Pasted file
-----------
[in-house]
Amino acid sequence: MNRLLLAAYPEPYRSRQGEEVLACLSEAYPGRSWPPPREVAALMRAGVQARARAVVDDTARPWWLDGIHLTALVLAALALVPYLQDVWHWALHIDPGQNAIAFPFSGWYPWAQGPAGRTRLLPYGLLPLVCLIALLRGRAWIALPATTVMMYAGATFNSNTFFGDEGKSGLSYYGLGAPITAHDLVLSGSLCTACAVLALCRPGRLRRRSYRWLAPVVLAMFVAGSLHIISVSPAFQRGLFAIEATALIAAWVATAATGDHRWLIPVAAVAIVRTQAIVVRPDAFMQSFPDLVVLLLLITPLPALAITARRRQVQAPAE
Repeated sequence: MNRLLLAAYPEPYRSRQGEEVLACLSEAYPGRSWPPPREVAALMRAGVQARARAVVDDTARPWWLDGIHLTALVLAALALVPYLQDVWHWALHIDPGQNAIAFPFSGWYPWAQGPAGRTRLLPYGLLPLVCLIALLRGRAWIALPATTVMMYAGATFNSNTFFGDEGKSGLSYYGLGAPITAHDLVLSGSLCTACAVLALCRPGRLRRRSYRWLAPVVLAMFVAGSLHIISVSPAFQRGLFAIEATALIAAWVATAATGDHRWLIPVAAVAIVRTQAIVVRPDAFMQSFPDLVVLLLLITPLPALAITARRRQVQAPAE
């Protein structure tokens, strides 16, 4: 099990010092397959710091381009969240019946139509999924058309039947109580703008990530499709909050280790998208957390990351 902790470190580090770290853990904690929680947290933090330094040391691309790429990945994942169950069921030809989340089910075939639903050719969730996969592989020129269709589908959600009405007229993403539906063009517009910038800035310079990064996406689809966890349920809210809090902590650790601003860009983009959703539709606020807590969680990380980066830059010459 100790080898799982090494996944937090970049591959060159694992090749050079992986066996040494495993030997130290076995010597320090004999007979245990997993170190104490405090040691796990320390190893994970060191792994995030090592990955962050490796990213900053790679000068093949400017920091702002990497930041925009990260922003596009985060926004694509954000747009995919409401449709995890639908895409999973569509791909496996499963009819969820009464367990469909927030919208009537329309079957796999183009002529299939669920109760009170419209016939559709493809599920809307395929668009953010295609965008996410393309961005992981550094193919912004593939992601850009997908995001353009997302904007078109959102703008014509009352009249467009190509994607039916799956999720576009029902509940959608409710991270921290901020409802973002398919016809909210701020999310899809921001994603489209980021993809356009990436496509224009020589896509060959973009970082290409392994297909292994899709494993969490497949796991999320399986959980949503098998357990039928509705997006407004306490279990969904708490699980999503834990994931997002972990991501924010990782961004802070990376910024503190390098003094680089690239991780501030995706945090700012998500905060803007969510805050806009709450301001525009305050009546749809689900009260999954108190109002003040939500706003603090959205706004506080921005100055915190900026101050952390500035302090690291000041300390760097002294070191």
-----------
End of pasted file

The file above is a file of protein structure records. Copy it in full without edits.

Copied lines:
[in-house]
Amino acid sequence: MNRLLLAAYPEPYRSRQGEEVLACLSEAYPGRSWPPPREVAALMRAGVQARARAVVDDTARPWWLDGIHLTALVLAALALVPYLQDVWHWALHIDPGQNAIAFPFSGWYPWAQGPAGRTRLLPYGLLPLVCLIALLRGRAWIALPATTVMMYAGATFNSNTFFGDEGKSGLSYYGLGAPITAHDLVLSGSLCTACAVLALCRPGRLRRRSYRWLAPVVLAMFVAGSLHIISVSPAFQRGLFAIEATALIAAWVATAATGDHRWLIPVAAVAIVRTQAIVVRPDAFMQSFPDLVVLLLLITPLPALAITARRRQVQAPAE
Repeated sequence: MNRLLLAAYPEPYRSRQGEEVLACLSEAYPGRSWPPPREVAALMRAGVQARARAVVDDTARPWWLDGIHLTALVLAALALVPYLQDVWHWALHIDPGQNAIAFPFSGWYPWAQGPAGRTRLLPYGLLPLVCLIALLRGRAWIALPATTVMMYAGATFNSNTFFGDEGKSGLSYYGLGAPITAHDLVLSGSLCTACAVLALCRPGRLRRRSYRWLAPVVLAMFVAGSLHIISVSPAFQRGLFAIEATALIAAWVATAATGDHRWLIPVAAVAIVRTQAIVVRPDAFMQSFPDLVVLLLLITPLPALAITARRRQVQAPAE
């Protein structure tokens, strides 16, 4: 099990010092397959710091381009969240019946139509999924058309039947109580703008990530499709909050280790998208957390990351 902790470190580090770290853990904690929680947290933090330094040391691309790429990945994942169950069921030809989340089910075939639903050719969730996969592989020129269709589908959600009405007229993403539906063009517009910038800035310079990064996406689809966890349920809210809090902590650790601003860009983009959703539709606020807590969680990380980066830059010459 100790080898799982090494996944937090970049591959060159694992090749050079992986066996040494495993030997130290076995010597320090004999007979245990997993170190104490405090040691796990320390190893994970060191792994995030090592990955962050490796990213900053790679000068093949400017920091702002990497930041925009990260922003596009985060926004694509954000747009995919409401449709995890639908895409999973569509791909496996499963009819969820009464367990469909927030919208009537329309079957796999183009002529299939669920109760009170419209016939559709493809599920809307395929668009953010295609965008996410393309961005992981550094193919912004593939992601850009997908995001353009997302904007078109959102703008014509009352009249467009190509994607039916799956999720576009029902509940959608409710991270921290901020409802973002398919016809909210701020999310899809921001994603489209980021993809356009990436496509224009020589896509060959973009970082290409392994297909292994899709494993969490497949796991999320399986959980949503098998357990039928509705997006407004306490279990969904708490699980999503834990994931997002972990991501924010990782961004802070990376910024503190390098003094680089690239991780501030995706945090700012998500905060803007969510805050806009709450301001525009305050009546749809689900009260999954108190109002003040939500706003603090959205706004506080921005100055915190900026101050952390500035302090690291000041300390760097002294070191």